Design by No Limit Creatives for inewsource

Last week, inewsource released an investigation into a debt collector and process server company that have been accused in a lawsuit of a fraudulent scheme: suing people without notifying them.

When this happens intentionally, perhaps because a debt collector doesn’t want a defendant to argue the case in court, it’s known as “sewer service.” The practice can make it easier for debt collectors to win default judgments and then garnish someone’s wages or seize their assets.

But court records are public, and if you’re worried you might have been sued in San Diego County, you can easily look up information about your civil case, armed with nothing but your name. Here’s how:

Look up your case number

Head to this San Diego Superior Court case search page. You’ll have to agree to the site terms and submit to a security test to prove you’re human. Click on “Participant Name Search” at the top and use the drop downs to select “Civil” for case type. The other categories should automatically populate. Then type in your last and first names and click “Search.”

A screenshot of San Diego Superior Court’s online records search by participant name.

If your search pulls up any results, you’ll see some limited information, such as the case title, type and the date it was filed. Click on the case number to find out more. (Remember, other people might have the same name as you.)

Explore the Register of Actions

Once you pull up your case, you’ll be able to see much more information about it, including the judge overseeing your case and attorneys representing the various parties. You’ll also find the ROA, or Register of Actions, at the bottom of the page, which shows what actions have been taken and what documents have been filed with the court.

A screenshot of a case’s Register of Actions in San Diego Superior Court. The defendant’s name has been redacted.

Unlike some other counties, San Diego County doesn’t make these documents available for free online. You can purchase them from your computer for a fee, or you can view them at the courthouse free of charge — apart from the costs of getting there — but you’ll still have to pay for copies.

The complaint — usually the first document filed in the court case — contains allegations against you and often some basic information on the evidence. The ROA may also contain a proof of service, which details a process server’s attempts to deliver the summons and complaint to you. In the event of a sewer service, you will have received nothing, but the document may show that a process server delivered the complaint to you or someone else at your address.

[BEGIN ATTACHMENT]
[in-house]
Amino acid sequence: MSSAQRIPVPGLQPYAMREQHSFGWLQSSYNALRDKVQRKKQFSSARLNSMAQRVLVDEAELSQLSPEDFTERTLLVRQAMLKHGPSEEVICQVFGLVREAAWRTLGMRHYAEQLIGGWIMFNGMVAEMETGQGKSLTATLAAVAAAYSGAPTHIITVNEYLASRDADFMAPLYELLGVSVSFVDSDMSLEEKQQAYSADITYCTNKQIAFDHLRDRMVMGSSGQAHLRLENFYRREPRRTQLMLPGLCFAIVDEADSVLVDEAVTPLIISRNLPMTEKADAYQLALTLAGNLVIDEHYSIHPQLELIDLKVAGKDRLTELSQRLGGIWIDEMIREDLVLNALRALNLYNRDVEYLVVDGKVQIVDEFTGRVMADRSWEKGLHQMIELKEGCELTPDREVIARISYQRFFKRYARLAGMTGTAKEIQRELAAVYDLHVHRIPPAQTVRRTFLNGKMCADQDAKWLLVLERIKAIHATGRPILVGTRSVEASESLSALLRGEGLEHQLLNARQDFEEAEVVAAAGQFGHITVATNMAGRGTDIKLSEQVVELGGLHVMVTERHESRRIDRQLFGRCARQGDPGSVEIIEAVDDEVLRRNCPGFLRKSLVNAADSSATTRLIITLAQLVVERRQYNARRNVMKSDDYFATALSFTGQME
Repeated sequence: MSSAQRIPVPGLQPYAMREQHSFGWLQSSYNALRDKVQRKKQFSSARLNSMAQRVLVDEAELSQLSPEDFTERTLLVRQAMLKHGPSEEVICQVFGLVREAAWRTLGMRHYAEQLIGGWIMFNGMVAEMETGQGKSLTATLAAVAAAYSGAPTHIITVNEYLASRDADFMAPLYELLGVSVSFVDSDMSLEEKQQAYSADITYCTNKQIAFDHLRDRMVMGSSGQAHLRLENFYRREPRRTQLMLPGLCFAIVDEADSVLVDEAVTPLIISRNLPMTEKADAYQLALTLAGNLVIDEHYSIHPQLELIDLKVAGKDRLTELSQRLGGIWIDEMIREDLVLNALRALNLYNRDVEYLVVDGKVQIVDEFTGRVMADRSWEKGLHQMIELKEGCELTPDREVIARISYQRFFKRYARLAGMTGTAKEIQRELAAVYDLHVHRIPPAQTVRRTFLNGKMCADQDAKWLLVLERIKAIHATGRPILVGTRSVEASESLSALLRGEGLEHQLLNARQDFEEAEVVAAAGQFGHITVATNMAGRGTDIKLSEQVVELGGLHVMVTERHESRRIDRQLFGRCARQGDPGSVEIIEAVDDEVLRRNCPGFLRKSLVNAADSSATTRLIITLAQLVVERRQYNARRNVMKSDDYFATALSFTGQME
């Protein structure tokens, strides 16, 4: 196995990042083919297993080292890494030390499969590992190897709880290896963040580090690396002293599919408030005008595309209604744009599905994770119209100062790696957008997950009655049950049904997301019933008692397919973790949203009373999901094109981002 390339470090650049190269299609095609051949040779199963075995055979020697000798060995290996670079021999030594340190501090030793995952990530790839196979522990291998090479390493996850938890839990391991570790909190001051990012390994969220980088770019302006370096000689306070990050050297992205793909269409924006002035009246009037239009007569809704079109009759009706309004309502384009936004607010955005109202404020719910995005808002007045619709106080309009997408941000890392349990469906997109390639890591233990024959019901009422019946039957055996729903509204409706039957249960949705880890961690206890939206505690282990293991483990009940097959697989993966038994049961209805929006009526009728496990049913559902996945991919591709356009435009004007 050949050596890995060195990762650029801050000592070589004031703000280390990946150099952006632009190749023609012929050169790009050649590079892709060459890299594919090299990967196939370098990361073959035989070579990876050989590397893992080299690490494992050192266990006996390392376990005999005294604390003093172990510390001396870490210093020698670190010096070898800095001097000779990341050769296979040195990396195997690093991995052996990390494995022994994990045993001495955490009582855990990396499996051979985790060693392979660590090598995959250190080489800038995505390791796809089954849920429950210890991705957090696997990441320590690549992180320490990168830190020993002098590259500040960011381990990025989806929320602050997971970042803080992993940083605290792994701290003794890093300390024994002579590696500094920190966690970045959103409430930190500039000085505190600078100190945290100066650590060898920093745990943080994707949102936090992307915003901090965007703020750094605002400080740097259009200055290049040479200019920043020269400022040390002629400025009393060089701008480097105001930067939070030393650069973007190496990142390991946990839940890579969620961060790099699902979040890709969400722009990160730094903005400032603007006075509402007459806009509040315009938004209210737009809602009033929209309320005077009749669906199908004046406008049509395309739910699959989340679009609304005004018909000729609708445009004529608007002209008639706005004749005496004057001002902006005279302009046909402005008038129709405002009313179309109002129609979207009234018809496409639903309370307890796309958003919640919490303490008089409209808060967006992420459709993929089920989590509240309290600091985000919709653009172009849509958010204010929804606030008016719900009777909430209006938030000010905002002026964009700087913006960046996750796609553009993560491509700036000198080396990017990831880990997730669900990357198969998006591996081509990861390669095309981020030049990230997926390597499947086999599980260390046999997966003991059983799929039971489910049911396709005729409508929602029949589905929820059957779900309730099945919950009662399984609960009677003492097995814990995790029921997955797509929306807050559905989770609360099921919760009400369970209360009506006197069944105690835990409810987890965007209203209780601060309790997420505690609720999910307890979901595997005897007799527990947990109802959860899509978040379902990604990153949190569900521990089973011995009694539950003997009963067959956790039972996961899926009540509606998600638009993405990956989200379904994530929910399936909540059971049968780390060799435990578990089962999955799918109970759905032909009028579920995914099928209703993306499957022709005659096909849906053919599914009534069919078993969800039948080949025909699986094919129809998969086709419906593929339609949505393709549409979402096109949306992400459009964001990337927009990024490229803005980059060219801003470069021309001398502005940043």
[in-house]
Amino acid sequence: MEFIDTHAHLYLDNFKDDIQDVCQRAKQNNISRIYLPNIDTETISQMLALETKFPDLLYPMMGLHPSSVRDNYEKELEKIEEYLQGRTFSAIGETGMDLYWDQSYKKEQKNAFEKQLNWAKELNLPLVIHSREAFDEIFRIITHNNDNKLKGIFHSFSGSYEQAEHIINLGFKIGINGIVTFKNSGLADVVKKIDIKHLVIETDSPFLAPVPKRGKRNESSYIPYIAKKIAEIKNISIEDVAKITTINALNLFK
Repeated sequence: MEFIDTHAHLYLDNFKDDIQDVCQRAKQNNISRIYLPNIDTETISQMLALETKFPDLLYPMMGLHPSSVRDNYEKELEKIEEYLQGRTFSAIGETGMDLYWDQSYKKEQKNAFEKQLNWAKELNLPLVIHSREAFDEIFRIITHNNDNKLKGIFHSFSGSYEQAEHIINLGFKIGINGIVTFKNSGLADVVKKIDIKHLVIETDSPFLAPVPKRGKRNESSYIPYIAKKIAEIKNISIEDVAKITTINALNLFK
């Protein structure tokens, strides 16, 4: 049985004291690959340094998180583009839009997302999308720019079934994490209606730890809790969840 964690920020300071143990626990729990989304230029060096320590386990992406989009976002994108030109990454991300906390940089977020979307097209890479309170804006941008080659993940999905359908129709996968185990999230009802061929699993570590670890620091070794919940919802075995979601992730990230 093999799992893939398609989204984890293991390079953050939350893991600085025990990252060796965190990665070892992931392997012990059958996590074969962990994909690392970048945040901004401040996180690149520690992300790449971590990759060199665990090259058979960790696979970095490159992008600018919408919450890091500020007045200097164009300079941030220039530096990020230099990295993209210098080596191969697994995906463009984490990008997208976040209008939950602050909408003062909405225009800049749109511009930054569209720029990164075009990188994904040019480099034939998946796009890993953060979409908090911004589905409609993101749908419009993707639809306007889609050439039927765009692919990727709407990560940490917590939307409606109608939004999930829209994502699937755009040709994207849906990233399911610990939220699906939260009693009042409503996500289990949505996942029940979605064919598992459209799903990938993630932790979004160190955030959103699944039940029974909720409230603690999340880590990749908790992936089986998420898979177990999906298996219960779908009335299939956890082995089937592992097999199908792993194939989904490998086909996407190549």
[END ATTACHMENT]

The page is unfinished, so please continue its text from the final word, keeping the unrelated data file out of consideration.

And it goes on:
A screenshot of a 2019 document showing a substitute service filed in San Diego Superior Court.

If the court has entered a judgment against you in a debt collection suit, details will also show up in the ROA.

A screenshot of the judgment in a 2019 San Diego Superior Court case. The defendant’s name has been redacted.

While you’re at it…

It may also be worth searching your name in San Diego’s separate ROA site for small claims cases. Achievable Solutions, the debt collector from our story, has taken over some judgments from old cases, which can be renewed each decade and accrue up to 10% interest each year.

What to do next

If you discover that you might be a victim of sewer service, there are ways to fight back — which greatly improves your chances of a judge dismissing your case. A study of California debt collection cases found that people with attorneys are much more likely to have their cases dismissed. Those who represented themselves were still more likely to have a case thrown out than people who didn’t appear in court at all.

Regardless of whether you think sewer service was used, you can contact the Legal Aid Society of San Diego for help with a debt collection case. 

Type of Content

News: Based on facts, either observed and verified directly by the reporter, or reported and verified from knowledgeable sources.